Fiction And The Philosophy Of Happiness: Ethical Inquiries In The Age Of Enlightenment by Brian Michael NortonFiction And The Philosophy Of Happiness: Ethical Inquiries In The Age Of Enlightenment by Brian Michael Norton

Fiction And The Philosophy Of Happiness: Ethical Inquiries In The Age Of Enlightenment

byBrian Michael Norton

Paperback | June 10, 2014

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Fiction and the Philosophy of Happiness reads the eighteenth-century novel in the context of emerging theories of happiness in early modern and Enlightenment Europe. This important and richly interdisciplinary book offers both a new understanding of the cultural work the eighteenth-century novel performed as well as an original interpretation of the Enlightenment's ethical legacy.
Brian Michael Norton is assistant professor of English and comparative literature at California State University, Fullerton.
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Title:Fiction And The Philosophy Of Happiness: Ethical Inquiries In The Age Of EnlightenmentFormat:PaperbackDimensions:168 pages, 8.96 × 6.05 × 0.52 inPublished:June 10, 2014Publisher:Bucknell University PressLanguage:English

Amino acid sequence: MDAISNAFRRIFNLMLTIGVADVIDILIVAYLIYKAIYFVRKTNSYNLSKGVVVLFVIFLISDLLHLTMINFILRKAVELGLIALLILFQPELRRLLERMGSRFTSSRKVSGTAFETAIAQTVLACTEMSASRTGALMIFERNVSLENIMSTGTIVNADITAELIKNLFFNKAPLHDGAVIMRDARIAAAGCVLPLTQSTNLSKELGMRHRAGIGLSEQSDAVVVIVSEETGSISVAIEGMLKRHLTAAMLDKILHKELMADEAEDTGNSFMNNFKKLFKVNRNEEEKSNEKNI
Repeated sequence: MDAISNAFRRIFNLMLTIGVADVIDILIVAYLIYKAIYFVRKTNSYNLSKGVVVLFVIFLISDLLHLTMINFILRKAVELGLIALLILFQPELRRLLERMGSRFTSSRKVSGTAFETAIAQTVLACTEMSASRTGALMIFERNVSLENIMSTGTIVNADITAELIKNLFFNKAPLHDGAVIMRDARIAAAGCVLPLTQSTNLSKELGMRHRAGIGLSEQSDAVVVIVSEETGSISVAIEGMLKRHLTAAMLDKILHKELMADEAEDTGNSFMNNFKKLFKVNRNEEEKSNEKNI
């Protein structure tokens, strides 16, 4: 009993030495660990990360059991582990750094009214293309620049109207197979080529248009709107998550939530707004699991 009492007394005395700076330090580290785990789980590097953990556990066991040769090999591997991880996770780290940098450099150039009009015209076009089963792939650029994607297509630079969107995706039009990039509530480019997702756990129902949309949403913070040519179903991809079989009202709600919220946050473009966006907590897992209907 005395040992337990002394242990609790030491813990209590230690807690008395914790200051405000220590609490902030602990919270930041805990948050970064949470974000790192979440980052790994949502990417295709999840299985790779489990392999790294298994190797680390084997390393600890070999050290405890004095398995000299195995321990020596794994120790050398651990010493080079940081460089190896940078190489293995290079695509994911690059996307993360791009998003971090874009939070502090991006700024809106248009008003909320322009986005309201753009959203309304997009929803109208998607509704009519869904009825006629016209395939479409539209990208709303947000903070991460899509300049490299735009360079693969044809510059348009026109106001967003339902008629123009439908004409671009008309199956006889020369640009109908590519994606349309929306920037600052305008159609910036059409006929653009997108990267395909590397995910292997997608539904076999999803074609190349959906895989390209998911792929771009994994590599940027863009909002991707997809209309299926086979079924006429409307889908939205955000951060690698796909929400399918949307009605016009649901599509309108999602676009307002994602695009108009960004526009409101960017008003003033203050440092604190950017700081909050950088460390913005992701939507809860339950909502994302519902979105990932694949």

The following ISBNs are associated with this title:

ISBN - 10:1611485894

ISBN - 13:9781611485899

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Table of Contents

ContentsIntroduction: After the Summum Bonum: Eighteenth-CenturyEnquiries after Happiness 1. The Moral in Phutatorius's Breeches: Stoicism, Subjectivism and the Possibilities of Happiness in Tristram Shandy 2. "Vous croyez que le même bonheur est fait pour tous": Ethics and Singularity in Le Neveu de Rameau 3. Tragic Eudaimonism: Social Contradictions and the Problem of Happiness in Rousseau's Julie 4. The Politics of Happiness: Caleb Williams, Political Justice and the Nature of Human Goods 5. Rethinking Autonomy: Emma Courtney, Feminist Ethics and the Question of Independence Conclusion: The Art of Life in the Age of Enlightenment Bibliography Index About the Author

Editorial Reviews

Fiction and the Philosophy of Happiness is an excellent comparatist study of changing ideas of happiness in both philosophy and the novel, as sure-footed with the French as with the English texts it examines. Norton reveals a productive tension in the eighteenth century between happiness understood as the categorical "good life"-the virtuous life that is right for all rational agents-and happiness conceived as "being pleased with one's life" in subjective and infinitely various ways. Impeccably researched and crisply written, this book will be of enduring importance.